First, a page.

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Hurricane Laura: Aftermath, Rising Death Toll and Relief Efforts

Hurricane Laura ran its course through the states of Louisiana and Texas only days after the two states survived the wrath of Tropical Storm Marco.

In Louisiana, many residents returned to their homes to find them destroyed or completely without power. It is unclear when power will return as Laura destroyed parts of Louisiana’s power grid. Utility officials have told residents to expect the power outages to last up to two months. Lake Charles, where the storm entered the state, also experienced damage to their water supply. The mayor warned residents it could be weeks before water service is restored.

In Texas, approximately 2,000 residents evacuated their homes to seek shelter elsewhere. Many who returned home were also met with severe property damages and power outages.

There are 17 confirmed deaths in Louisiana and Texas combined, however, that number is expected to rise as relief efforts in the regions continue.

It is being reported that chemical plants in both states released 4 million pounds of air pollutants as a part of safety procedures and preparation for Hurricane Laura. This was the lesser of two evils as these plants ran the risk of releasing more pollutants and catching on fire if procedures were not carried out and Laura were to damage them.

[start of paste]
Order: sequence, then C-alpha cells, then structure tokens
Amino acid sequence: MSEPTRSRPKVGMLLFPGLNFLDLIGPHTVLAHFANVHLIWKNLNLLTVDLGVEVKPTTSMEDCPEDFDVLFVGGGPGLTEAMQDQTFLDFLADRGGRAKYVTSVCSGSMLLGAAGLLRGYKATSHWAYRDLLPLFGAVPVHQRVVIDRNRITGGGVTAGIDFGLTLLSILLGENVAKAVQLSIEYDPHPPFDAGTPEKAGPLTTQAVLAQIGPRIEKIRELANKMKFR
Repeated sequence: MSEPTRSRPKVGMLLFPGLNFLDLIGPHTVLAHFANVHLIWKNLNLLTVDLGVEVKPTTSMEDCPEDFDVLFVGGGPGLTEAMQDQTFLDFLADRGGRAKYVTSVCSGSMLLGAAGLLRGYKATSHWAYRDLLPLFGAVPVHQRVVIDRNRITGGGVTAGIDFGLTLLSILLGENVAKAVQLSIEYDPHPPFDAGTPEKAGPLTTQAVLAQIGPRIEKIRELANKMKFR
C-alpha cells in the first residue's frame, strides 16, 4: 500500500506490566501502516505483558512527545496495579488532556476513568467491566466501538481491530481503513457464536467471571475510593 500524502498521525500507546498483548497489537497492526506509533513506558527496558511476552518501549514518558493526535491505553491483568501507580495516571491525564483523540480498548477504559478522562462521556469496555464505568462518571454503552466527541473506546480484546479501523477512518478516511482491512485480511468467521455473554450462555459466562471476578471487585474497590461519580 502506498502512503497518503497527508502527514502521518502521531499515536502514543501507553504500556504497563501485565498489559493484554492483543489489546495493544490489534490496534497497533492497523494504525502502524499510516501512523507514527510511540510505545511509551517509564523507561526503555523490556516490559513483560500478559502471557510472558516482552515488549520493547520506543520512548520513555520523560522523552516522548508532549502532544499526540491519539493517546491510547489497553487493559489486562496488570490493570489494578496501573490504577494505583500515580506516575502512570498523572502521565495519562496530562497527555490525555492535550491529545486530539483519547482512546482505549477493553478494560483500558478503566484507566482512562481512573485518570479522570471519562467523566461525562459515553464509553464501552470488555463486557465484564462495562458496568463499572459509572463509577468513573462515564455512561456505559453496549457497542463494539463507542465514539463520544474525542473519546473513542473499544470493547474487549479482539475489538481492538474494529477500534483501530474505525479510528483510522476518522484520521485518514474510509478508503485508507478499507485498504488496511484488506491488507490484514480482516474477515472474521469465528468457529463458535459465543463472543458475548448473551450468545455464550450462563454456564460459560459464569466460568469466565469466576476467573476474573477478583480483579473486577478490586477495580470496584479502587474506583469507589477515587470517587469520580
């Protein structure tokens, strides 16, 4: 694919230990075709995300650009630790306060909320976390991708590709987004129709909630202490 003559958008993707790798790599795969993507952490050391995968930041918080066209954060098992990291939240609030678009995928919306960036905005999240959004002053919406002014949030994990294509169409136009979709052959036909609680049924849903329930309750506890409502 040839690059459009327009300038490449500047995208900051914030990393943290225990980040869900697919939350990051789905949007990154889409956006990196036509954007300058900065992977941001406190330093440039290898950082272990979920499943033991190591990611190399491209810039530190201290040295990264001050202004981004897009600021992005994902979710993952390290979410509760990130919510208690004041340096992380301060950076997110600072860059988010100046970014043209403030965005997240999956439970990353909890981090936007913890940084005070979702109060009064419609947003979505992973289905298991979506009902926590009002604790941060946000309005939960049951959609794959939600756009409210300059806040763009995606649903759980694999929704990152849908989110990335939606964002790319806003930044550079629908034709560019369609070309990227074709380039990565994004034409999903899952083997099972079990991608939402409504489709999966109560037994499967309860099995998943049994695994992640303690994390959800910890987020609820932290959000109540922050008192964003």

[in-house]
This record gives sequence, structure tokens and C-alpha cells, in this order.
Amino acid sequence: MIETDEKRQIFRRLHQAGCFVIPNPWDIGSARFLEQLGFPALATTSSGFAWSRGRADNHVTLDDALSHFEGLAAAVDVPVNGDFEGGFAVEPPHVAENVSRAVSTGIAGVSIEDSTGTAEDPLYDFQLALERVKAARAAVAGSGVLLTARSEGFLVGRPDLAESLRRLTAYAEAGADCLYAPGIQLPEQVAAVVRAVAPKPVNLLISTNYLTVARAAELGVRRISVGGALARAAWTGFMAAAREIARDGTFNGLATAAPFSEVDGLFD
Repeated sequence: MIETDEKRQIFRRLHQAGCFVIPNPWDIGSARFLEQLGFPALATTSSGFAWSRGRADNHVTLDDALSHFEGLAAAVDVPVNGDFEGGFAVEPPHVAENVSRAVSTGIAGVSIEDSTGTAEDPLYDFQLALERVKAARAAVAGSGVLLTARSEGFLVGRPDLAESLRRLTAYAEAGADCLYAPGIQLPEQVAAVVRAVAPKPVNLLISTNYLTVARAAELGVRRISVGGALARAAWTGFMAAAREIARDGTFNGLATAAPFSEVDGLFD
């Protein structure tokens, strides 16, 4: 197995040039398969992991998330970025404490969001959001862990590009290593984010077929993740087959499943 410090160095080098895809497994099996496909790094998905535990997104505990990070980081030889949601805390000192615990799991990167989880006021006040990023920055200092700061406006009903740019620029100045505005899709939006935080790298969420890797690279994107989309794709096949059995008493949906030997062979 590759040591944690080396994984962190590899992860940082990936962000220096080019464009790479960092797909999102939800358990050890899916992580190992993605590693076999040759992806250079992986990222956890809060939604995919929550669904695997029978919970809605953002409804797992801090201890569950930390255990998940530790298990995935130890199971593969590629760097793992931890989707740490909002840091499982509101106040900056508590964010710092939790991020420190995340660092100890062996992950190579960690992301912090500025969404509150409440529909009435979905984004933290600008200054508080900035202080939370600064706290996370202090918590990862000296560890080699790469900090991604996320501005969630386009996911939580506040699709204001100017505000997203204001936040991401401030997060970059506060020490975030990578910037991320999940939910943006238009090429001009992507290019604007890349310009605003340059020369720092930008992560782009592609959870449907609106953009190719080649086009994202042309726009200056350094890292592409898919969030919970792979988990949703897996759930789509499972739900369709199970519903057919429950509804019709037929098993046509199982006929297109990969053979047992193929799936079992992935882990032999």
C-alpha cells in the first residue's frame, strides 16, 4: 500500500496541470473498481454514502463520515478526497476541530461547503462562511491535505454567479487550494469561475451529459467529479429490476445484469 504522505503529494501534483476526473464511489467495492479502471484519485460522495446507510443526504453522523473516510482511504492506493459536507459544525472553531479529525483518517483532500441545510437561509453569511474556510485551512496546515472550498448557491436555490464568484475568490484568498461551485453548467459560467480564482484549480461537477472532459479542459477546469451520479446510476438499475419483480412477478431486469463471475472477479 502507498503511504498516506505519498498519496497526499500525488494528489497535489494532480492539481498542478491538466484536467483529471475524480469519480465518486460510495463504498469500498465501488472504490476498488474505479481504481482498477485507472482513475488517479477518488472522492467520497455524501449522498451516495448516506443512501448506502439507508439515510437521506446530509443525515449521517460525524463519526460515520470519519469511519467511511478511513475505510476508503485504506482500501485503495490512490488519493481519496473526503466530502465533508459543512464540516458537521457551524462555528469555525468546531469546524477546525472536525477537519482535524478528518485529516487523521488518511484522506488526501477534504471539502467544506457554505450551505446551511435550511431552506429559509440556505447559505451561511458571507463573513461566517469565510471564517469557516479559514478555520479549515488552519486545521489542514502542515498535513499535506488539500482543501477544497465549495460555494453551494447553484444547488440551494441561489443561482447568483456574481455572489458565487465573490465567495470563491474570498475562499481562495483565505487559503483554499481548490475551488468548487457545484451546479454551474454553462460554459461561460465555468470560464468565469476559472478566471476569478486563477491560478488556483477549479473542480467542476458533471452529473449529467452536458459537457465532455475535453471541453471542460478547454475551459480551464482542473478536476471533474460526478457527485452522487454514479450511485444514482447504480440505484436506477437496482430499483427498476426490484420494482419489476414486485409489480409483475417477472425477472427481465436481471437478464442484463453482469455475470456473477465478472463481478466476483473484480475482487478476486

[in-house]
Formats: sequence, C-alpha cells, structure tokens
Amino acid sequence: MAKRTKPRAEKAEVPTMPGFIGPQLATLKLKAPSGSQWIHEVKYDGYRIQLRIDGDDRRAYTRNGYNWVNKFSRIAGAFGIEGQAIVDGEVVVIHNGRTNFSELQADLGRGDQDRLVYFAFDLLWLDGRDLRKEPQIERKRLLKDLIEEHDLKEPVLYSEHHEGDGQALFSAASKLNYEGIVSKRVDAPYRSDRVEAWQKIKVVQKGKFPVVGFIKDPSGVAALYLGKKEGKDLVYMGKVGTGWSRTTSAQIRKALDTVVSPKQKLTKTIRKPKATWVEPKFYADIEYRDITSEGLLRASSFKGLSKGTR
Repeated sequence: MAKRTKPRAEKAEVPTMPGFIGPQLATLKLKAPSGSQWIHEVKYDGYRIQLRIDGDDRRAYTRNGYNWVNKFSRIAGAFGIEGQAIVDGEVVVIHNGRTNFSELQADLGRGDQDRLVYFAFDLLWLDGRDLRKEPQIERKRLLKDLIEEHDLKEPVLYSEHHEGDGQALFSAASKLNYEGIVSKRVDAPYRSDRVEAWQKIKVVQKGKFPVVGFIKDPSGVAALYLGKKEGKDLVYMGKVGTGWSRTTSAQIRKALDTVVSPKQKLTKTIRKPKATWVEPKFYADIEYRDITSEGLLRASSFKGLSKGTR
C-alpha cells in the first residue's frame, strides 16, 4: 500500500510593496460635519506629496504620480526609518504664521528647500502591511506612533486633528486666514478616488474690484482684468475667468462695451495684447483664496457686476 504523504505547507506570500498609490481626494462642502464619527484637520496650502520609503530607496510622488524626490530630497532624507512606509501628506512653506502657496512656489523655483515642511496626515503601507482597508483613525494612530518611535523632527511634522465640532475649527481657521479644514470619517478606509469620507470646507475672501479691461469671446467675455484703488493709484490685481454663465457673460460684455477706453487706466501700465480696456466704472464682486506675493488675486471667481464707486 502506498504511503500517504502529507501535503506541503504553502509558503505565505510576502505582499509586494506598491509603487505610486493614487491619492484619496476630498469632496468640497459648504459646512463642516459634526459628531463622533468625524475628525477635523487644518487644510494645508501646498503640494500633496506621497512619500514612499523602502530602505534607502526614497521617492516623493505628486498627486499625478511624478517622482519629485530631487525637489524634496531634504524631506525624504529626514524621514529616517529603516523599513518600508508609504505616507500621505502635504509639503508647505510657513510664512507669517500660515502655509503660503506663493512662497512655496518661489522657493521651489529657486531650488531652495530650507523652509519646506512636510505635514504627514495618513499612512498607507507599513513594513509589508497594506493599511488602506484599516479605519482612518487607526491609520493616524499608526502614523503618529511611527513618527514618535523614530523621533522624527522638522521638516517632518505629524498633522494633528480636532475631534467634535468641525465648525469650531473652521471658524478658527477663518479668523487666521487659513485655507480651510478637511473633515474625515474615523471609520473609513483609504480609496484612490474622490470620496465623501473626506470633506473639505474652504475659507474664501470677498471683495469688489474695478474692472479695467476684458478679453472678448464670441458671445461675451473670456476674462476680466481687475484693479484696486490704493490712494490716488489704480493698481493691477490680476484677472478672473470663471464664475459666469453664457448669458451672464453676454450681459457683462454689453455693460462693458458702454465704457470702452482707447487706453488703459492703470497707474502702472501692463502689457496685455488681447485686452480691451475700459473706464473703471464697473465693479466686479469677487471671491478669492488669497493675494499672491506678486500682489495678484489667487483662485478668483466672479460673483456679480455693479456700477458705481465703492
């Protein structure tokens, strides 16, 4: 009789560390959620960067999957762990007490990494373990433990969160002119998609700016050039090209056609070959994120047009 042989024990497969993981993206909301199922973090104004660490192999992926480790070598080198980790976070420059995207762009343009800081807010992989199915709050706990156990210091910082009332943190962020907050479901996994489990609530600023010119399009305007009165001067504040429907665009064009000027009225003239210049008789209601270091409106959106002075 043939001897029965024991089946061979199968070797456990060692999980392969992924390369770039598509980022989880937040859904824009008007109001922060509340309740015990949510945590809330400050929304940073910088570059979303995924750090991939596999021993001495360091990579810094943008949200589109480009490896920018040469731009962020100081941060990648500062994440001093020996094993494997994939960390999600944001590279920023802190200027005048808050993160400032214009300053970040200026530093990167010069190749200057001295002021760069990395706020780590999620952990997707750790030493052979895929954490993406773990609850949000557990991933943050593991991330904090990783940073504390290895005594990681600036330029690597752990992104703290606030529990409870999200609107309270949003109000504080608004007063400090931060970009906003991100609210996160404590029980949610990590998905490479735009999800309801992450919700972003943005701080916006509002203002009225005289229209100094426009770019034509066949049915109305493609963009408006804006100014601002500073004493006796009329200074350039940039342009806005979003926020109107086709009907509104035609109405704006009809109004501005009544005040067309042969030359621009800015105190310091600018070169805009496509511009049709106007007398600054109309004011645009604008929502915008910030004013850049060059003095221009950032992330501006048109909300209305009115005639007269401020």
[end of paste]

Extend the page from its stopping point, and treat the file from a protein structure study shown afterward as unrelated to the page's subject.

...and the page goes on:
A part of the pollutants released is carbon dioxide as well as chemicals including benzene and nitrogen oxides. All of which can add to the deterioration of human health including respiratory illnesses. Feelings of concern continue to stir amongst state officials, health officials and residents as Texas remains a hotspot for the novel coronavirus which is known to affect the respiratory system.

President Trump toured both states days after the hurricane ended. During his visit Trump assured residents and state officials that FEMA will be stepping in to provide aid that includes 400,000 liters of water and 20,000 meals.

Trump also claimed that Laura was stronger than the notorious Hurricane Katrina that left the state of Louisiana in ruins 15 years ago.

The question is, are the relief efforts going to be more costly?

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